The separation and final purification of chemical compounds can be one of the most challenging and energy intensive activities in a chemical manufacturing process. The global demand for lower and cleaner energy consumption, together with an ever-increasing demand for higher purity products, necessitates strong research and development in separation processes. In order to optimise a separation process, one requires intricate knowledge of the hydrodynamics and mass transfer behaviour of the system, as well as a detailed understanding of the underlying thermodynamics and kinetics of the processes involved. Therefore, research by the Separations Technology Group at Stellenbosch focuses on the overall process behaviour and the fundamentals of phenomena occurring during separation. The group work in close collaboration with industry and study processes such as distillation of petroleum compounds, carbon dioxide sequestration, supercritical fluid extraction, membrane separation and water purification.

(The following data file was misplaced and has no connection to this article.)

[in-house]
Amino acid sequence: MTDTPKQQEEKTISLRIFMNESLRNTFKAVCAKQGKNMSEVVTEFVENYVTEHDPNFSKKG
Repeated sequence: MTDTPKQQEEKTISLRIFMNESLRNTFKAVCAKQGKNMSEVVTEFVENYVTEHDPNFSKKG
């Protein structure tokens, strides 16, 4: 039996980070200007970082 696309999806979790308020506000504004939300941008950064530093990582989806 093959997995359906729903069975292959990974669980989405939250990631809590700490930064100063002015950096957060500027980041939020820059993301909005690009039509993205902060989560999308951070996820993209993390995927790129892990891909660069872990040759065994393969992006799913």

- Supercritical fluid extraction
- Column hydrodynamics and effective surface area
- Mass transfer coefficient characterisation
- Low and high pressure multicomponent phase equilibria
- Thermodynamic modelling
- Carbon dioxide sequestration
- Water purification